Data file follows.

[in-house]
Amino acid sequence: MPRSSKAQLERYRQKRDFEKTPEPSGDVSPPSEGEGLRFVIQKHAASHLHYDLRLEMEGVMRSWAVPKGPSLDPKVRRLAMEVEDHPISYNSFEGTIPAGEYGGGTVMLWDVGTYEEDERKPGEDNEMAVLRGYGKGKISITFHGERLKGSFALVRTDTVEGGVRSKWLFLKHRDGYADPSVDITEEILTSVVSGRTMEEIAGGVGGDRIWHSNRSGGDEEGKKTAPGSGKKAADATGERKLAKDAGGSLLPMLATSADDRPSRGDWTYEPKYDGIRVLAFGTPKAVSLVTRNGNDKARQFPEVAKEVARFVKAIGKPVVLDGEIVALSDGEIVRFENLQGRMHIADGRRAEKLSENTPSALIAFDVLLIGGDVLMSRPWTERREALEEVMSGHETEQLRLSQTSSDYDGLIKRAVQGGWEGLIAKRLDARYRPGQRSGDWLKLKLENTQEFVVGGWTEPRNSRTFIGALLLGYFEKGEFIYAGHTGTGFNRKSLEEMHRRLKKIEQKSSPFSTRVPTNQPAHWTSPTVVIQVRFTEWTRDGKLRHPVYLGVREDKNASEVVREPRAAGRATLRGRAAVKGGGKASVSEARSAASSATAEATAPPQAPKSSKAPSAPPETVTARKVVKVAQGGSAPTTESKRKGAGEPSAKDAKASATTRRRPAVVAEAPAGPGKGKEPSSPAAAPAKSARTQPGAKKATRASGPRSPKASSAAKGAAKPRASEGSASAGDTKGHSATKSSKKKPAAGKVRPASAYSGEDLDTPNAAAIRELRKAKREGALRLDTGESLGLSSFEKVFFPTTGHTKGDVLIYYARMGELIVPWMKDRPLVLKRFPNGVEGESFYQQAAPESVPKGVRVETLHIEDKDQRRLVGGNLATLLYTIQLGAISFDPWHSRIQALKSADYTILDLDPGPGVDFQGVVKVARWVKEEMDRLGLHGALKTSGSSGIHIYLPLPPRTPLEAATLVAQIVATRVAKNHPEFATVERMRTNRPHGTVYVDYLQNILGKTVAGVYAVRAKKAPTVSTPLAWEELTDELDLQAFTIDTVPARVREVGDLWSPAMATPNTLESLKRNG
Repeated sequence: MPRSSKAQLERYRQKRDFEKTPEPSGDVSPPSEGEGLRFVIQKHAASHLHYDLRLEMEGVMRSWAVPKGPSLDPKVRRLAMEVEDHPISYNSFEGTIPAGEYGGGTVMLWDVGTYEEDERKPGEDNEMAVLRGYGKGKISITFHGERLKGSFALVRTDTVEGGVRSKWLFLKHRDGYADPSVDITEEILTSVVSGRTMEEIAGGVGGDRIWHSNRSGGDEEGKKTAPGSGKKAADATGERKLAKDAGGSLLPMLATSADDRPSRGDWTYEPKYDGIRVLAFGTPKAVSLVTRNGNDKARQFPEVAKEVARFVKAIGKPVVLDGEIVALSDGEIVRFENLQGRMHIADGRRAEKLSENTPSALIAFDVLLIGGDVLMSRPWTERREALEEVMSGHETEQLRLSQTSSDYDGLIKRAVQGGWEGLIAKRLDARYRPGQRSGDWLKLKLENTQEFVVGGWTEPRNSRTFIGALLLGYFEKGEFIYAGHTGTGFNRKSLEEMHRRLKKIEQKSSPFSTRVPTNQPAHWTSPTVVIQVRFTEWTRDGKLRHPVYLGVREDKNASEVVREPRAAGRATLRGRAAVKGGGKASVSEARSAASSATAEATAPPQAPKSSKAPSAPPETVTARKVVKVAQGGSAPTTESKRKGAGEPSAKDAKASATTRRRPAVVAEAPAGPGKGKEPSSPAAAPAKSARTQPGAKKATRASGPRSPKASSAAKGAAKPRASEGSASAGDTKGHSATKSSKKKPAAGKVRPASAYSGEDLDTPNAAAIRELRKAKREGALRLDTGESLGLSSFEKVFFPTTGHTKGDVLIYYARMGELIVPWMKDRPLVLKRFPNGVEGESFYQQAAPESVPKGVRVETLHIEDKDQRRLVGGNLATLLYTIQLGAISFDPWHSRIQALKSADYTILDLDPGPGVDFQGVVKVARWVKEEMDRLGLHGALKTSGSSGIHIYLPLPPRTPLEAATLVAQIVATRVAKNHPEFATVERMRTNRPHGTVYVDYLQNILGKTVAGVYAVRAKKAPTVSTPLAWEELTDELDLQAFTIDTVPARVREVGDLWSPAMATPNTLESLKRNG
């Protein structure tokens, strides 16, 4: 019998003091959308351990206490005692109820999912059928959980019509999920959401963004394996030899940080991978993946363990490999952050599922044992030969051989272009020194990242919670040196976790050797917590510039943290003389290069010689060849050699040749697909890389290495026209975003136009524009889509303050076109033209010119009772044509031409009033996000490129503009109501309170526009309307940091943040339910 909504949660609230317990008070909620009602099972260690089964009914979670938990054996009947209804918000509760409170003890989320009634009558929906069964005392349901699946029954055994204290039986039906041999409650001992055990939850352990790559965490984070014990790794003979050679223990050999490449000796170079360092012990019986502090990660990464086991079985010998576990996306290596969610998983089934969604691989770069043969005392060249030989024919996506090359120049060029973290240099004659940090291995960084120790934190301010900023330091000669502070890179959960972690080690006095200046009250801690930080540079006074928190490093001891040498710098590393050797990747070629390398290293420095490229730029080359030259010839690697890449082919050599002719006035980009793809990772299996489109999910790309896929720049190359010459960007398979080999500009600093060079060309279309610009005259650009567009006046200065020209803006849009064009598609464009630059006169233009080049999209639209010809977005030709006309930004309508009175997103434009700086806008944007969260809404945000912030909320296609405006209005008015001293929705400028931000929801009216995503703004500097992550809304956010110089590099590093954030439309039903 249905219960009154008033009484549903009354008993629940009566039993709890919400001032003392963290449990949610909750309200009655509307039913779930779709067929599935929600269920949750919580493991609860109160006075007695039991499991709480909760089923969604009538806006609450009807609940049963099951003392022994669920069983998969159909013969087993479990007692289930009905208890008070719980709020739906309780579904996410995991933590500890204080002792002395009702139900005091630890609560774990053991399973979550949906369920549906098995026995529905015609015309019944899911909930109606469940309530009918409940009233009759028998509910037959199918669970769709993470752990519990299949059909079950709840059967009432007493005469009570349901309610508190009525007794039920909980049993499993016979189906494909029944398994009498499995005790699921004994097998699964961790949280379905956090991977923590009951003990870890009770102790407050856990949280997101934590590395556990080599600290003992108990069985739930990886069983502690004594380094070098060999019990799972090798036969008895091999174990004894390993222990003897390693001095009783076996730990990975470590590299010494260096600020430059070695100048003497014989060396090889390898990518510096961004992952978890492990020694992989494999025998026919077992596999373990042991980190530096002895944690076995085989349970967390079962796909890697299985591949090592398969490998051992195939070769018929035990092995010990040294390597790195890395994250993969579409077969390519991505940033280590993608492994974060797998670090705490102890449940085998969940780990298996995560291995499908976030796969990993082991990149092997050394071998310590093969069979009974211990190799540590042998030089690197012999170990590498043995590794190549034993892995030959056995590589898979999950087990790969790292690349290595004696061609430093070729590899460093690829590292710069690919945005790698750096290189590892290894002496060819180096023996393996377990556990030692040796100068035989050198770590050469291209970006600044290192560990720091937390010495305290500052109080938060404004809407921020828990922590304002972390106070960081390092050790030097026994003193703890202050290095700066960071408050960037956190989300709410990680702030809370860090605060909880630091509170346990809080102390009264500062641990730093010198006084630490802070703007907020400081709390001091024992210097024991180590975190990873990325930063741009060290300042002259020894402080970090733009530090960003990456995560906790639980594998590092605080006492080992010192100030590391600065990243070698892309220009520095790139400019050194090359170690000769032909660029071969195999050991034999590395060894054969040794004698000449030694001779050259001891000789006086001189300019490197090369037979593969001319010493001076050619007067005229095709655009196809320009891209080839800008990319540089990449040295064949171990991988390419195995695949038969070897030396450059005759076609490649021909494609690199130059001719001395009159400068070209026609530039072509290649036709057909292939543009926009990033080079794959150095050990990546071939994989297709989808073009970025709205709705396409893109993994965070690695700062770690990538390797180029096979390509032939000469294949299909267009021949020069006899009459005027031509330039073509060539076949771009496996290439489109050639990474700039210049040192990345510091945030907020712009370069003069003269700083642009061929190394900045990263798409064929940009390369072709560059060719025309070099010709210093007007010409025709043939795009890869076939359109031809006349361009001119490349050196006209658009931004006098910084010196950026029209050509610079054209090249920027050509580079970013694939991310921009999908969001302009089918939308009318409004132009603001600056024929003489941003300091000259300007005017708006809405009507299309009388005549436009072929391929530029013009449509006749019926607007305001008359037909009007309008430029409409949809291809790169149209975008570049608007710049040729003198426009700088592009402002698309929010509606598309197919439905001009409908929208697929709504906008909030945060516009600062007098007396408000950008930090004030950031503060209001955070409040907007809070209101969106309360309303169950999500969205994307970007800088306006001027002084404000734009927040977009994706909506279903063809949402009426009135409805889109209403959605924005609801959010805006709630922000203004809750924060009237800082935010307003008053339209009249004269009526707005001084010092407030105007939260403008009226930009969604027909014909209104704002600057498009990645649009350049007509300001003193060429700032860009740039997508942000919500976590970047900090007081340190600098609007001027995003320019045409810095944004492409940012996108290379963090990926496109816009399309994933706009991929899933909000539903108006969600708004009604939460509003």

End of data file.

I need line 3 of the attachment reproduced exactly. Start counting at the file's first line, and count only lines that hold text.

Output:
Repeated sequence: MPRSSKAQLERYRQKRDFEKTPEPSGDVSPPSEGEGLRFVIQKHAASHLHYDLRLEMEGVMRSWAVPKGPSLDPKVRRLAMEVEDHPISYNSFEGTIPAGEYGGGTVMLWDVGTYEEDERKPGEDNEMAVLRGYGKGKISITFHGERLKGSFALVRTDTVEGGVRSKWLFLKHRDGYADPSVDITEEILTSVVSGRTMEEIAGGVGGDRIWHSNRSGGDEEGKKTAPGSGKKAADATGERKLAKDAGGSLLPMLATSADDRPSRGDWTYEPKYDGIRVLAFGTPKAVSLVTRNGNDKARQFPEVAKEVARFVKAIGKPVVLDGEIVALSDGEIVRFENLQGRMHIADGRRAEKLSENTPSALIAFDVLLIGGDVLMSRPWTERREALEEVMSGHETEQLRLSQTSSDYDGLIKRAVQGGWEGLIAKRLDARYRPGQRSGDWLKLKLENTQEFVVGGWTEPRNSRTFIGALLLGYFEKGEFIYAGHTGTGFNRKSLEEMHRRLKKIEQKSSPFSTRVPTNQPAHWTSPTVVIQVRFTEWTRDGKLRHPVYLGVREDKNASEVVREPRAAGRATLRGRAAVKGGGKASVSEARSAASSATAEATAPPQAPKSSKAPSAPPETVTARKVVKVAQGGSAPTTESKRKGAGEPSAKDAKASATTRRRPAVVAEAPAGPGKGKEPSSPAAAPAKSARTQPGAKKATRASGPRSPKASSAAKGAAKPRASEGSASAGDTKGHSATKSSKKKPAAGKVRPASAYSGEDLDTPNAAAIRELRKAKREGALRLDTGESLGLSSFEKVFFPTTGHTKGDVLIYYARMGELIVPWMKDRPLVLKRFPNGVEGESFYQQAAPESVPKGVRVETLHIEDKDQRRLVGGNLATLLYTIQLGAISFDPWHSRIQALKSADYTILDLDPGPGVDFQGVVKVARWVKEEMDRLGLHGALKTSGSSGIHIYLPLPPRTPLEAATLVAQIVATRVAKNHPEFATVERMRTNRPHGTVYVDYLQNILGKTVAGVYAVRAKKAPTVSTPLAWEELTDELDLQAFTIDTVPARVREVGDLWSPAMATPNTLESLKRNG